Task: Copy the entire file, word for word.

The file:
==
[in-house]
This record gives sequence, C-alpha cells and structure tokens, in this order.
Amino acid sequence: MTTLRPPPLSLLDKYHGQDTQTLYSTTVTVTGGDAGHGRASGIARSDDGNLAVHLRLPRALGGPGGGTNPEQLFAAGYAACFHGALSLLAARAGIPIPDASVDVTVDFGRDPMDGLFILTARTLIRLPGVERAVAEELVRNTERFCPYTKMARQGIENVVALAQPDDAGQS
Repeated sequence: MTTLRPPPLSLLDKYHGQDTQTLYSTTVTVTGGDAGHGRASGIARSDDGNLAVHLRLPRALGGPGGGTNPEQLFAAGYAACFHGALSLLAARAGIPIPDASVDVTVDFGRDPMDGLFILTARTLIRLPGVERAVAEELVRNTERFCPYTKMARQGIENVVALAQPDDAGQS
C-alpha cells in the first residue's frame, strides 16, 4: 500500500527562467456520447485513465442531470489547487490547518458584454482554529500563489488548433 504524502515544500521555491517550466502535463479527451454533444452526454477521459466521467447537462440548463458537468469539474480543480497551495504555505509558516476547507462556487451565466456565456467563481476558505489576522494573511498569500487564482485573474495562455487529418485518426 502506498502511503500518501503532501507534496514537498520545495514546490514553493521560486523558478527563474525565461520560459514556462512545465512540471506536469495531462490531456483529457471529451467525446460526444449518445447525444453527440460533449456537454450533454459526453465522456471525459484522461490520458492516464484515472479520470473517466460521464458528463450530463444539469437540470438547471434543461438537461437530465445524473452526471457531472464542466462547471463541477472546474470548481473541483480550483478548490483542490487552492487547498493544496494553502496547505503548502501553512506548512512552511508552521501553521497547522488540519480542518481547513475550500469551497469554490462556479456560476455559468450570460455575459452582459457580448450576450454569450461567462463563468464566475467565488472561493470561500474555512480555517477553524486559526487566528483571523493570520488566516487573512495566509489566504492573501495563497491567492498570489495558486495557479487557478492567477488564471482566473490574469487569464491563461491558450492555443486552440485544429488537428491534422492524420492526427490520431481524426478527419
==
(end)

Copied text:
[in-house]
This record gives sequence, C-alpha cells and structure tokens, in this order.
Amino acid sequence: MTTLRPPPLSLLDKYHGQDTQTLYSTTVTVTGGDAGHGRASGIARSDDGNLAVHLRLPRALGGPGGGTNPEQLFAAGYAACFHGALSLLAARAGIPIPDASVDVTVDFGRDPMDGLFILTARTLIRLPGVERAVAEELVRNTERFCPYTKMARQGIENVVALAQPDDAGQS
Repeated sequence: MTTLRPPPLSLLDKYHGQDTQTLYSTTVTVTGGDAGHGRASGIARSDDGNLAVHLRLPRALGGPGGGTNPEQLFAAGYAACFHGALSLLAARAGIPIPDASVDVTVDFGRDPMDGLFILTARTLIRLPGVERAVAEELVRNTERFCPYTKMARQGIENVVALAQPDDAGQS
C-alpha cells in the first residue's frame, strides 16, 4: 500500500527562467456520447485513465442531470489547487490547518458584454482554529500563489488548433 504524502515544500521555491517550466502535463479527451454533444452526454477521459466521467447537462440548463458537468469539474480543480497551495504555505509558516476547507462556487451565466456565456467563481476558505489576522494573511498569500487564482485573474495562455487529418485518426 502506498502511503500518501503532501507534496514537498520545495514546490514553493521560486523558478527563474525565461520560459514556462512545465512540471506536469495531462490531456483529457471529451467525446460526444449518445447525444453527440460533449456537454450533454459526453465522456471525459484522461490520458492516464484515472479520470473517466460521464458528463450530463444539469437540470438547471434543461438537461437530465445524473452526471457531472464542466462547471463541477472546474470548481473541483480550483478548490483542490487552492487547498493544496494553502496547505503548502501553512506548512512552511508552521501553521497547522488540519480542518481547513475550500469551497469554490462556479456560476455559468450570460455575459452582459457580448450576450454569450461567462463563468464566475467565488472561493470561500474555512480555517477553524486559526487566528483571523493570520488566516487573512495566509489566504492573501495563497491567492498570489495558486495557479487557478492567477488564471482566473490574469487569464491563461491558450492555443486552440485544429488537428491534422492524420492526427490520431481524426478527419